More than two-thirds of the U.S. population is either overweight or obese. Unfortunately, excess weight puts you at higher risk for quite a few other debilitating conditions. Here are 10 of them.
Diabetes type 2
This used to be known as “adult-onset diabetes,” but the term can no longer be used clinically. Increasing obesity rates and sedentary lifestyles have led to DT2 in adolescents and even children under 10 years old.
Sleep apnea is a condition in which breathing suddenly starts and stops repeatedly while sleeping. Although it can affect both women and men, 70 to 90 percent of patients are middle-aged men who are overweight.
Fats in our body can be good for us, but only if they are in balance. Excess LDL cholesterol and triglycerides, or too little HDL cholesterol, can increase your risk for stroke, heart disease, and other circulatory problems.
Nonalcoholic fatty liver disease
NAFLD is caused by a buildup of fat in the liver, but doesn’t always show symptoms. It can also lead to cirrhosis of the liver, which can be fatal without a transplant. Between 50 and 70 percent of those with type 2 diabetes, and up to 95 percent of people who are obese have a fatty liver.
Osteoarthritis is a gradual deterioration of joint tissue. While walking, knees and hips suffer three times more pressure, and six times more when walking down stairs. For every 10 pounds of excess weight gain, you increase your risk for this condition by 40 percent.
High blood pressure
Blood pressure is the tension, or pressure, exerted by blood flow onto the walls of your arteries. A reading of 120/80 is normal, whereas any reading of 140/90 or higher is considered hypertension. One in three Americans has high blood pressure, but often is unaware of it.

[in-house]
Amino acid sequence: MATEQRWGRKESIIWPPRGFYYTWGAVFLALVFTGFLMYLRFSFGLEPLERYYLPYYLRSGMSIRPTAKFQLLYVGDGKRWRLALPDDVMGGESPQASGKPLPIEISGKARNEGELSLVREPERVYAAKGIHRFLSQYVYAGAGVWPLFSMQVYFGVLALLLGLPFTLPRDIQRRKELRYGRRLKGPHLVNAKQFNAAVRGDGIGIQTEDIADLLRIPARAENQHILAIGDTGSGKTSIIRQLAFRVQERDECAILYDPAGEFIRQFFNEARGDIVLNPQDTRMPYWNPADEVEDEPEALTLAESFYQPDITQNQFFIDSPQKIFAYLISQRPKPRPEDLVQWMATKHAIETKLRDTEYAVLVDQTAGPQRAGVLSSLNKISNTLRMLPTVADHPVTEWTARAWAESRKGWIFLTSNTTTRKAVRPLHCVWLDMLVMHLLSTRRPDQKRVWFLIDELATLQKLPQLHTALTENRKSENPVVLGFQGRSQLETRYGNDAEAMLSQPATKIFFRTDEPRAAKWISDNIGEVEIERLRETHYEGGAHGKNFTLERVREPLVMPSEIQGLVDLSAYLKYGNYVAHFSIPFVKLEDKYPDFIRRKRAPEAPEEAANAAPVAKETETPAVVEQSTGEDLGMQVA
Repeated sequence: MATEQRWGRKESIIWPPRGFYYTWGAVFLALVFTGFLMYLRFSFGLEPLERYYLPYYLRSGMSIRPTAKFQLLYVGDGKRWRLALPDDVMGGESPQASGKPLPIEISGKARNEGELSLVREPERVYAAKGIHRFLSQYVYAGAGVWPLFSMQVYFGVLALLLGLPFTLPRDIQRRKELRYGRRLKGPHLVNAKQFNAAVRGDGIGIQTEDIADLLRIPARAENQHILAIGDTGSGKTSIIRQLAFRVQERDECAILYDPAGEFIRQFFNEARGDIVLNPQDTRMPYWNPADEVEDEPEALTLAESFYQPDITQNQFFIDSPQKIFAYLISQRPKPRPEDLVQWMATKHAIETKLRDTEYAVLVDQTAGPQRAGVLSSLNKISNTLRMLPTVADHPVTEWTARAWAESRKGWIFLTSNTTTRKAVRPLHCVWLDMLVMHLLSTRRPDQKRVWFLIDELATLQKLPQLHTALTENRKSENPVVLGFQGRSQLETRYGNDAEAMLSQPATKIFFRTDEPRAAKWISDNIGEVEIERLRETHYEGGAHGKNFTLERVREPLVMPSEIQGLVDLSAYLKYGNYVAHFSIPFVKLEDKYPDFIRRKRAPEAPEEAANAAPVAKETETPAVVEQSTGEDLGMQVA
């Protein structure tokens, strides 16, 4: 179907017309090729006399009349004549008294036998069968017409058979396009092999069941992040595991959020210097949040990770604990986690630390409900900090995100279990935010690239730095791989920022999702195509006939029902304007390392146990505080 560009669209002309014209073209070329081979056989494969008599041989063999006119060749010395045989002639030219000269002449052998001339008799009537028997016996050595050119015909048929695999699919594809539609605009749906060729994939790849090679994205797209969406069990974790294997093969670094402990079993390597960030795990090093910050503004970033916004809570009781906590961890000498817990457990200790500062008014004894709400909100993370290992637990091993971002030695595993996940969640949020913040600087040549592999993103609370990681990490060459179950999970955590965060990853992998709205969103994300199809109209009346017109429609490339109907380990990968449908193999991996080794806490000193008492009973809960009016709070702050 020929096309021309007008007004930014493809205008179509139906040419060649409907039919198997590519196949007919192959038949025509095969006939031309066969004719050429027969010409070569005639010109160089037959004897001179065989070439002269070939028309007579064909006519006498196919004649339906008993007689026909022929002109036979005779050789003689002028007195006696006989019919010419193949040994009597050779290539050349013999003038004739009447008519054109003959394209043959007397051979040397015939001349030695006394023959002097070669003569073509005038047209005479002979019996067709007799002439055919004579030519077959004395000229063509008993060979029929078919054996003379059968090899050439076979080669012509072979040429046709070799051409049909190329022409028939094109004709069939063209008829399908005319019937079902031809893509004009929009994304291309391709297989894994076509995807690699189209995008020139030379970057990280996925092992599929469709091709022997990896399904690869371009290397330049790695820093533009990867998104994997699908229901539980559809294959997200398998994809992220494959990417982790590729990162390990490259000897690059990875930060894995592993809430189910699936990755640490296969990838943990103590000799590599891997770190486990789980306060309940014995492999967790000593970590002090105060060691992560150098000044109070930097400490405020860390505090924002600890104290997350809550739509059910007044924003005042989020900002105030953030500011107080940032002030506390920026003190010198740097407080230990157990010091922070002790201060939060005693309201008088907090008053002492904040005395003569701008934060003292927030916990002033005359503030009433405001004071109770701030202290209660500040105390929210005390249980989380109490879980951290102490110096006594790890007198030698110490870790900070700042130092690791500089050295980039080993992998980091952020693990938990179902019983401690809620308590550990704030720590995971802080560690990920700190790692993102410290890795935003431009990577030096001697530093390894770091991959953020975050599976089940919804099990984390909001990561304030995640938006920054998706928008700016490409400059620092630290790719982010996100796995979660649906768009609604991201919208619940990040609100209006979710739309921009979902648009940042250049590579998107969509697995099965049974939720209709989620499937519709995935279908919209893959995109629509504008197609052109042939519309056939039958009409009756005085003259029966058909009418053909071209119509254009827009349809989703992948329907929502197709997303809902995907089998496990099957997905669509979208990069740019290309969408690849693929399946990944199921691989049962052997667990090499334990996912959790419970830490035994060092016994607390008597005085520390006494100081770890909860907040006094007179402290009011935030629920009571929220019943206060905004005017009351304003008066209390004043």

Coronary heart disease
Also known as Coronary Artery Disease, CHD is the leading cause of death for adults in the U.S. It is a narrowing of the small blood vessels that supply blood and oxygen to the heart.
Stroke is the second leading cause of death worldwide. It causes a lack of oxygen that results in the sudden death of brain cells. Ischemic stroke is caused by a blockage in an artery. Hemorrhagic stroke is caused by a tear in the artery's wall, and produces bleeding into or around the brain.
Although there are many known causes for gallbladder disease, a major risk factor is obesity. Rapid weight loss following bariatric surgery may also increase your risk. Gallbladder disease can be asymptomatic, and affects roughly 12 percent of the population.
Obesity increases the chances of developing many forms of cancer. Obesity has been linked to increased risk of cancer of the esophagus, breast, endometrium, colon and rectum, kidneys, pancreas, thyroid and gallbladder.